From Pokia to Hulger
We first met Nicolas last year when he wowed the world with his custom-made line of Pokia retro-cell phone handsets. At the time, his production was extremely limited, and each handset was hand soldered (by him) and sold on EBay. Since then, Nicolas has moved into the big time, manufacturing his own line of handsets, marketed under the new name Hulger. We had the luck to test one of his first P-phones, and loved it. His latest offering (and our favorite), the Penelope handset has some of the kind of beautiful finish that's been missing from products since the 1950s. We caught up with him to see what his thoughts were on manufacturing, muscling with the big players, and what a new designer can expect in taking their designs all the way.
IDEO Vacation pt. 2 : Top Bill-ing
If you thought the last part of the IDEO vacation was cool, wait until you hear what happened next. Previously, I wrote about my meeting with Daniel Kushner, a designer in IDEO's San Francisco Offices. He and I talked about the certain qualities that make IDEO work as well as it does. About focused knowledge in groups, but broad collaboration throughout the firm. About a development cycle that puts "phase 0", a method for outlining the user and problem space, front and center. About a defined method for problem solving that is both repeatable and adaptable. The more we talked, the more I came to understand that IDEO is less an office full of workers executing some higher-up's wishes, and more a group of designers able to tackle the toughest of problems because of their unique collective state of mind. The next day, I had the good fortune to have a lunch with Bill Moggridge who, along with David Kelley, founded this group and crafted this state of mind. What he told me made me stop asking questions like "What will designers do in the next century?". Instead, I wonder what designers and design thinking won't touch.
IDEO Vacation pt. 1 : What makes IDEO so... IDEO?
Most people take vacations to the ski slopes, or tourist destinations. This winter, I decided that visiting IDEO would be more fun. So with a couple of taggalongs interested in getting some California sun, I headed off to sunny San Francisco, and its lofty neighbor Palo Alto. I wanted to see what makes a firm like IDEO -- which, let's face it, has an almost magical appeal when you're a design student -- what makes it so successful at continually turning out concepts that not only answer design questions, but answer them in ways that are often so far off the beaten path that they create entirely new product definitions.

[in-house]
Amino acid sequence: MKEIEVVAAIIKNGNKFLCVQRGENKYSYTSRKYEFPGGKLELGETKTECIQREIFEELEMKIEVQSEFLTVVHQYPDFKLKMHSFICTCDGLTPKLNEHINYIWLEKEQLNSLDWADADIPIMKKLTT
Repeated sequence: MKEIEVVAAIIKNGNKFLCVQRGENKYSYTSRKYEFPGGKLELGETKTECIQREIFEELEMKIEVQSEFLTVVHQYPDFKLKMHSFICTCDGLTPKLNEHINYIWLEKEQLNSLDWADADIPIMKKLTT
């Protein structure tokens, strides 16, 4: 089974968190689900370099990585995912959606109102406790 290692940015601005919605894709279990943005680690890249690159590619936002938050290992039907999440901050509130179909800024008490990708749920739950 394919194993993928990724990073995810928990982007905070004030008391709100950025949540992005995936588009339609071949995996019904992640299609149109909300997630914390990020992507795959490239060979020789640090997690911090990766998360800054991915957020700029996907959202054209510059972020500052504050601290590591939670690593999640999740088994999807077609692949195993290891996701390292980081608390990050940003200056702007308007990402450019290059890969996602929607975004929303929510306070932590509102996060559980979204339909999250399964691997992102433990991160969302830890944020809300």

Enzo Mari : Projects vs Designs
Last Wednesday, a couple of us were able to see the latest installment in the Art Institute of Chicago's lecture series discussing "Thick Design". This is the idea that design is, more than ever, about integrating layers and layers of meaning and understanding into a product or idea -- and therefore the resulting product is "thick". This month's speaker was Enzo Mari, a veritable god of Italian design, and he had some interesting insights into products, history, and what constitutes a good "project".
Interview: Jaime Salm, Sustainability Designer
Jaime Salm is the founder and Creative Director of MIO in Philadelphia, PA. Started in 2001 following the success of the Fibrid line of molded paper stools and bowls, MIO now produces a line of five furniture and decorating products for the home. The atelier continues to focus on sustainability, not only of materials, but also of community. By partnering with local manufacturers, its products help to ensure that jobs and income are kept local, and manufacturing waste is kept out of landfills. We caught up with Jaime and got the low down on his design style.
Interview: The Men Behind Clip-n-Seal
To help you all out in getting some inspiration for Bonfire #3: Clip and Seal It!, we thought it might be cool to hear from the men behind the magic. D.L. Byron is inventor and Technical Director of Clip-N-Seal, and Scott Benish is Brand Manager. Both these guys have done what many designers dream of but rarely get the chance to do: Take one of their products all the way from concept to creation. Here's what they've got to say about the journey.
Interview: The Milkman Himself
If you all didn't get a chance to see the super-cool exhibition of re-worked, mega-modernized Swiss milking stools on display at Swissnex in San Francisco, it looks like you missed a great show. Everything from surreal pieces, to new-age ergonomics, to the current "casemod fever" were represented. Being stuck here in Chicago, we couldn't go, but we did get to grab a quick interview with Alexis Georgacopoulos, Chair of Industrial Design at University of Art and Design of Lausanne (ECAL), and stool designer extraordinaire
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Dominic Muren and IDFuel Team